Skip to main content

Timbuktu Elite University in the Desert

Timbuktu Elite University in the Desert

Timbuktu is located close to the river Niger which soon became known as a place for business due to its location.


Timbuktu Elite University in the Desert

Founded by the Imagharen Tuareg, Timbuktu Mali was established in the 12th century, almost nine hundred years ago as a place where nomads could pasture and water their camels after traveling through the Sahara desert.
Tuaregs in Timbuktu, Mali


Three important mosques were constructed in Timbuktu, Djingareyber, Sankore, and Sidi Yahia. The Djingareyber Mosque, the initial construction in 1327, the Sankore Mosque or The University of Sankoré date it was constructed is unknown, but probably in the 14th century, between 1325 and 1433, not long after the Djingareyber was constructed, and the Sidi Yahia Mosque, was built around 1400. The three mosques compose the famous University of Timbuktu.

Beginning in the 15th century Timbuktu established itself as an important educational, spiritual, cultural, and business hub. Timbuktu was famous for educating important scholars who were well known throughout the Islamic world. Timbuktu in the 16th century became the center of education in Africa characterized by the high level of education achieved by its students, clerics, and scholars. 
Djingareyber Mosque Timbuktu, Mali
by emilio labrador

The reign of Askia al-Hajj Muhammad, saw Timbuktu reach its political and intellectual height. Askia al-Hajj Muhammad better known as Askia the Great was a well-organized and shrewd administrator encouraging learning and literacy while fostering trade and commerce. 

The eminent scholar Ahmed Baba produced many books on Islamic law during this time period. Mahmoud Kati published Tarik al-Fattah and Abdul-Rahman as-Sadi published Tarik as-Sudan two history books which are still widely used.

The Moroccan invasion in 1590 ended Timbuktu’s golden era of scholarship. Ahmed Baba was exiled with his entire family to Morocco, much of his extensive library was destroyed. Centuries of unrest and conflict continued. Timbuktu came under Fulani control, then occupied by the French in 1894. French rule lasted until independence in 1960.

Timbuktu Africa

Timbuktu Elite University in the Desert

Timbuktu was an intellectual and spiritual capital and a center for the propagation of Islam throughout Africa in the 15th and 16th centuries.

Timbuktu is located at the gateway to the Sahara desert in Africa.

In 2012, in response to armed conflict in the region, Timbuktu was added to the UNESCO List of World Heritage in danger.

Popular posts from this blog

Nature Holds Many Secrets | Hurricanes, Angry African Ancestors

Eastern coasts of Caribbean, United States, and South America, are in danger of being blasted by hurricanes wind and rain during hurricane season from June through November. But, why?  

The scientific reason why is because of Africa’s Sahara desert dust storms and the transition of thunderstorms off the west coast of Africa. The waters in the North Atlantic Ocean are typically at their warmest while the Sahara is at its hottest from July through October, so the chances of a hurricane are highest during these months.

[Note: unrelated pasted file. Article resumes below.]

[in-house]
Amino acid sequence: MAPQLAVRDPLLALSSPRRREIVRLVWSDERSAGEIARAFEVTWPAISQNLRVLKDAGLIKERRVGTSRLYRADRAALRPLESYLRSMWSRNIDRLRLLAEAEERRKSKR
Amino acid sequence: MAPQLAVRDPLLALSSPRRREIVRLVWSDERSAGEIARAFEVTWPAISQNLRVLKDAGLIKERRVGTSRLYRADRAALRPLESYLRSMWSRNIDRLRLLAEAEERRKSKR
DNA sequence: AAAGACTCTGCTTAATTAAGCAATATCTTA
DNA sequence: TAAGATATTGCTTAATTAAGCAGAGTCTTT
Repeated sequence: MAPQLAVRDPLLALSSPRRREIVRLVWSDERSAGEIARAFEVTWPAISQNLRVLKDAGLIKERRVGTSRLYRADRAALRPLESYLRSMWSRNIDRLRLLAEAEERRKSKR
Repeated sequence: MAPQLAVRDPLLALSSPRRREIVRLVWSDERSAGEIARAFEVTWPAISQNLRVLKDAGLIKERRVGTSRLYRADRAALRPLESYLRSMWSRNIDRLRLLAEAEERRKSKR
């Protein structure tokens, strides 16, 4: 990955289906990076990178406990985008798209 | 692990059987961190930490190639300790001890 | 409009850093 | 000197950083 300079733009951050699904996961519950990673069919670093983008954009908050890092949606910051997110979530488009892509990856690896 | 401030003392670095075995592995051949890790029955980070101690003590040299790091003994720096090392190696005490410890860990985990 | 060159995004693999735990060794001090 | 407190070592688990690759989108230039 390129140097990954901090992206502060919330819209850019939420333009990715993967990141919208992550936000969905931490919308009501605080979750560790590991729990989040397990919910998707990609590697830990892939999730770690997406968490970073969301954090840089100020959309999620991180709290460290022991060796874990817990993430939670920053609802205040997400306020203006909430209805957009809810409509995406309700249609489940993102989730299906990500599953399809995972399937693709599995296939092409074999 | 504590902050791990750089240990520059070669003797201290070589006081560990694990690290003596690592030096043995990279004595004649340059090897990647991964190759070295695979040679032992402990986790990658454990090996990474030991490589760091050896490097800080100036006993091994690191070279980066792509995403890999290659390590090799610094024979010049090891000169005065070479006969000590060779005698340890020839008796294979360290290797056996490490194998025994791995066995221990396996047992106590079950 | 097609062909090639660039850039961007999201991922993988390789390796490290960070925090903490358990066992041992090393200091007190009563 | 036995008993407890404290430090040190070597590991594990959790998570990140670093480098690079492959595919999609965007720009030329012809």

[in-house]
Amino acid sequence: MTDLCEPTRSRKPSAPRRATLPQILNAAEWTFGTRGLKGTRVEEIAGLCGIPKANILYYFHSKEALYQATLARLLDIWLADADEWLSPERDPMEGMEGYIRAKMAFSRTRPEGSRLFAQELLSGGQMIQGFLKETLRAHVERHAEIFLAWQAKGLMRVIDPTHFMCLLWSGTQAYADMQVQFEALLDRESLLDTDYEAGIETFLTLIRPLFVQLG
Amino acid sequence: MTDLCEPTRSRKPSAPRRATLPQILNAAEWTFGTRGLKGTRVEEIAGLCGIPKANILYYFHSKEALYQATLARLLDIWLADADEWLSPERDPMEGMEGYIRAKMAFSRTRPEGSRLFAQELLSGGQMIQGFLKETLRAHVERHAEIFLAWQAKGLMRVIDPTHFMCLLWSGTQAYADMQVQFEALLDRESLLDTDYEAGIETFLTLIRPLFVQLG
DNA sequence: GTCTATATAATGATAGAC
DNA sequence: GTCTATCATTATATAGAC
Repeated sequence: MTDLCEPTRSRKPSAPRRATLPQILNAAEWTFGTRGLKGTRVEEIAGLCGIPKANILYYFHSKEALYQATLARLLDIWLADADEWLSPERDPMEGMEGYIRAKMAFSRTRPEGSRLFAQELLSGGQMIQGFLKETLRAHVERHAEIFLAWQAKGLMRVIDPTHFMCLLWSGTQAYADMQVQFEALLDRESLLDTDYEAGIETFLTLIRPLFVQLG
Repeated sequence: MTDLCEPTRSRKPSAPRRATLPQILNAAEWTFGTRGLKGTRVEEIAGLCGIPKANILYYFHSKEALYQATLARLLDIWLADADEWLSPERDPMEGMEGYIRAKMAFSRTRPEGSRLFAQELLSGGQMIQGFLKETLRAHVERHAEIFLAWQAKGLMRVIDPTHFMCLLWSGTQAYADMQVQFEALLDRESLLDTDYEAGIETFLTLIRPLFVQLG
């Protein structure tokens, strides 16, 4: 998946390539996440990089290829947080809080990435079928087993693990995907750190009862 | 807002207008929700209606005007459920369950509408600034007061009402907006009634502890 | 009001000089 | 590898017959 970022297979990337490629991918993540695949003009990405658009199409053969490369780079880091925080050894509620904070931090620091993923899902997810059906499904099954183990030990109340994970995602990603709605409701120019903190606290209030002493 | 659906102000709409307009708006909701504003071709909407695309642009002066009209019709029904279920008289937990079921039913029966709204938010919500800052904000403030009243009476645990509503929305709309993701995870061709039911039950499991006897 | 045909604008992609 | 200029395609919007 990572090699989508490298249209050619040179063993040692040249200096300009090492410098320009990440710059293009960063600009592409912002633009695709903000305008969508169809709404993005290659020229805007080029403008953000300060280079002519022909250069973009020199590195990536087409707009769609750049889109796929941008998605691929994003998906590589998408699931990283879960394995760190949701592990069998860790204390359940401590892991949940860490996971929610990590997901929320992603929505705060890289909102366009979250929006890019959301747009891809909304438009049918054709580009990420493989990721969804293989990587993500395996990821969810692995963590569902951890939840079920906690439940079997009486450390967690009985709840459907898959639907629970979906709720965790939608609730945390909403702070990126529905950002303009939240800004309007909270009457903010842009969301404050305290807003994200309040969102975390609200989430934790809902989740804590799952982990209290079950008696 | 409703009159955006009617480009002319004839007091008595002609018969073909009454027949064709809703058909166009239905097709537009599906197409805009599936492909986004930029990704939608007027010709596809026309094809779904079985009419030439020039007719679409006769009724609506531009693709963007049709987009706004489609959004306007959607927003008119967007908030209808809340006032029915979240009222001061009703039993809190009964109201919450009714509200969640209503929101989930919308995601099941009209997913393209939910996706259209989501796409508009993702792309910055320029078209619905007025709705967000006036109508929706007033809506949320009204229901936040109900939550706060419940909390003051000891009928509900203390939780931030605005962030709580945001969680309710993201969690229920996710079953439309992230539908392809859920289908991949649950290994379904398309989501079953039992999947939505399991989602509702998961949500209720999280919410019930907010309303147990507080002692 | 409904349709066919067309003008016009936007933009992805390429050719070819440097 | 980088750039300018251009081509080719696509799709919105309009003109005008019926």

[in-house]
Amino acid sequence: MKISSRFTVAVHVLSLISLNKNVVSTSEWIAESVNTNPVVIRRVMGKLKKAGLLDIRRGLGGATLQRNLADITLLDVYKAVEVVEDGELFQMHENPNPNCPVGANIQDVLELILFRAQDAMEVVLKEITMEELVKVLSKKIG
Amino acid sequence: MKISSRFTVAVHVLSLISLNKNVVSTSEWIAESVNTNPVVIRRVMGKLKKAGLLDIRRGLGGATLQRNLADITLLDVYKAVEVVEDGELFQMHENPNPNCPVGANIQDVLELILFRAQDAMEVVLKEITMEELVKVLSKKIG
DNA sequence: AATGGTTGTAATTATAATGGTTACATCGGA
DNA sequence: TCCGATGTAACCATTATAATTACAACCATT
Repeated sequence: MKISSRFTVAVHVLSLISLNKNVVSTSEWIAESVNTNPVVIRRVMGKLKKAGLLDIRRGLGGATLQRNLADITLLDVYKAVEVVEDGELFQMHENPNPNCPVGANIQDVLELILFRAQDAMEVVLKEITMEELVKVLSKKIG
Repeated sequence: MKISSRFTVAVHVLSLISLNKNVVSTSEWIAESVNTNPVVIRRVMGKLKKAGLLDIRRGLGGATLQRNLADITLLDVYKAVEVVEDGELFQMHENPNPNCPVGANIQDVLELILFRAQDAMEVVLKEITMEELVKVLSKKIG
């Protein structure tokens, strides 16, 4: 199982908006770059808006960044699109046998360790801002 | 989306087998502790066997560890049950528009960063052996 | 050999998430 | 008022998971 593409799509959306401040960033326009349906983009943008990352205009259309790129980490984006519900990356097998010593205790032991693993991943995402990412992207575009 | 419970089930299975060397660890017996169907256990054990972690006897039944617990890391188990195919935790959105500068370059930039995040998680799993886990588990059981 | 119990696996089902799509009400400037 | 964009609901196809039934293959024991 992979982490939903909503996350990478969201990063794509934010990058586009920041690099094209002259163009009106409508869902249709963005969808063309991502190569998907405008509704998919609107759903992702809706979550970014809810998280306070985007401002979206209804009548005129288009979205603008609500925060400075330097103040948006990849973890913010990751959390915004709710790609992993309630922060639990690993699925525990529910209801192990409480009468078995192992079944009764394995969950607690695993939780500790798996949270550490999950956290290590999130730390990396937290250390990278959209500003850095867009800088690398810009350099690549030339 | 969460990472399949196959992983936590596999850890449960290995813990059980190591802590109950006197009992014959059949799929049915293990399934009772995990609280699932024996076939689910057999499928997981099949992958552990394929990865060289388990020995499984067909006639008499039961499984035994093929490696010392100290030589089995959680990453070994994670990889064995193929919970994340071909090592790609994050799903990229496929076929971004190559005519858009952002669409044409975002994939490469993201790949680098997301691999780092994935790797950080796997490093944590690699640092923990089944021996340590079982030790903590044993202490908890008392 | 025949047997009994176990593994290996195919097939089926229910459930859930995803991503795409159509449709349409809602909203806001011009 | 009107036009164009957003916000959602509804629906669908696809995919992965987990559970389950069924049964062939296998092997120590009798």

Hurricanes are gigantic weather systems using convection, the movement of hot and cold air, to create dangerous storms. They are rotating heat engines powered by the warmth of tropical waters having three main parts, the eye, the eyewall, and rainbands. 

Hurricanes cannot form just anywhere in the world due to the need for hot and humid air. They normally form close to the equator and move west or northwest. Hurricane Alley is a stretch of warm water through the Atlantic Ocea…

Charging Cell Phones in Rural Africa

Charging Cell Phones Rural Africa

Charging Cell Phones in Rural Africa

The simple task of charging a cell phone is no simple matter in rural African villages far from an electric grid.
With the advent of tiny rooftop solar panels electricity could be accessible to millions.
African governments are struggling to meet to electric needs of the poorest of the poor living in rural areas. 

Living off-grid may be a lifestyle choice to some and a fact of everyday living to the poorest of the poor. However, tiny rooftop solar panels and high-efficiency LED lights across the African continent could provide enough electricity to charge cell phones. 

Cell phones are vital for people in rural areas with no access to banks in order to send and receive money, access medical care and stay in contact with family and friends.
What does Off-Grid Mean? Off the grid (off-grid) means creating your own self-sufficient environment and being able to operate completely independently of all trad…

Survival of the Fattest, obese Europeans starving Africa

Survival of the Fattest

Rich get richer Survival of the Fattest, obese Europeans starving Africa
Survival of the Fattest is a sculpture of a small starving African man, carrying Lady Justice, a huge obese European woman who is a symbol of the rich world. Explore and Understand Africa Through Her Food and Culture
5-12-2016

Survival of the Fattest Meaning
The copper statue Survival of the Fattest by Jens Galschiøt and Lars Calmar was created in 2002. The fat woman is holding a pair of scales as a symbol of justice however; she is closing her eyes so the justice. Galschiot symbolized the woman as being blind, refusing to see the obvious injustice.
For the rich people of the world the main issue in life is that of overeating while people in the third world are dying every day from hunger. 
The misery of imbalanced wealth distribution is creating floods of refugees. However the rich only want to preserve their privileges and take measures so harsh against the poor, they betray their morals …



African proverb friendship quote to live by

<br><br>African proverb friendship quote to live by
Peace and love to your mind body and soul today